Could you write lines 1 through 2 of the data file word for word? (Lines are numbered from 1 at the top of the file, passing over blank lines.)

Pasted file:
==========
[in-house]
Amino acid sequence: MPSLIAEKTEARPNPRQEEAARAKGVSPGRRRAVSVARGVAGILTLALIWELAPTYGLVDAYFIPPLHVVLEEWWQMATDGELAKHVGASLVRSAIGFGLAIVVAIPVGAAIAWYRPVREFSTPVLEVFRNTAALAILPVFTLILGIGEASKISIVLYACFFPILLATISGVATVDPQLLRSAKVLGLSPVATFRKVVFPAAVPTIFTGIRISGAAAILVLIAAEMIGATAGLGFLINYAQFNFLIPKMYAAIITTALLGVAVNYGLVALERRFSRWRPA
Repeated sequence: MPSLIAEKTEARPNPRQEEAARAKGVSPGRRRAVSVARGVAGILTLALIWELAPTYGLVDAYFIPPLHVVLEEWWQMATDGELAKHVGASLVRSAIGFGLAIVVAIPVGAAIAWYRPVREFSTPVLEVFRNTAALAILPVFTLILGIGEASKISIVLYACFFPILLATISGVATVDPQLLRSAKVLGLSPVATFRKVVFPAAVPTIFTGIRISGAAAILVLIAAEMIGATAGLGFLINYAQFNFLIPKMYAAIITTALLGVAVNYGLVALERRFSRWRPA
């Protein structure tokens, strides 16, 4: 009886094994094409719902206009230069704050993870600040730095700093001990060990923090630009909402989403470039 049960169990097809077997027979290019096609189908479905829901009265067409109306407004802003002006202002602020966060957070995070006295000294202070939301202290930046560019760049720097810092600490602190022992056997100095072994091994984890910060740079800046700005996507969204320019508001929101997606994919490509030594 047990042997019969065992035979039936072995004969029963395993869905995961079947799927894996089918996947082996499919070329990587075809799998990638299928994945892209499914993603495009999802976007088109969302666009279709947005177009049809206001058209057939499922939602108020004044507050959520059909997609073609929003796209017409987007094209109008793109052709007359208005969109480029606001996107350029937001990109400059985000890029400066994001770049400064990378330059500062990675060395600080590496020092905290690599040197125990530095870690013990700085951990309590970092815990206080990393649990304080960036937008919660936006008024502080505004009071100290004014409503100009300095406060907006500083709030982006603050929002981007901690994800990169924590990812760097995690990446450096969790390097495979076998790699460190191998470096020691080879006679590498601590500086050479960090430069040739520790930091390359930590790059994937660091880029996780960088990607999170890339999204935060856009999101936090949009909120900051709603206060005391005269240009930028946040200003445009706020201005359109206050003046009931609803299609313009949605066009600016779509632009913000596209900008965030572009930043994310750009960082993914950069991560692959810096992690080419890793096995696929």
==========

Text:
[in-house]
Amino acid sequence: MPSLIAEKTEARPNPRQEEAARAKGVSPGRRRAVSVARGVAGILTLALIWELAPTYGLVDAYFIPPLHVVLEEWWQMATDGELAKHVGASLVRSAIGFGLAIVVAIPVGAAIAWYRPVREFSTPVLEVFRNTAALAILPVFTLILGIGEASKISIVLYACFFPILLATISGVATVDPQLLRSAKVLGLSPVATFRKVVFPAAVPTIFTGIRISGAAAILVLIAAEMIGATAGLGFLINYAQFNFLIPKMYAAIITTALLGVAVNYGLVALERRFSRWRPA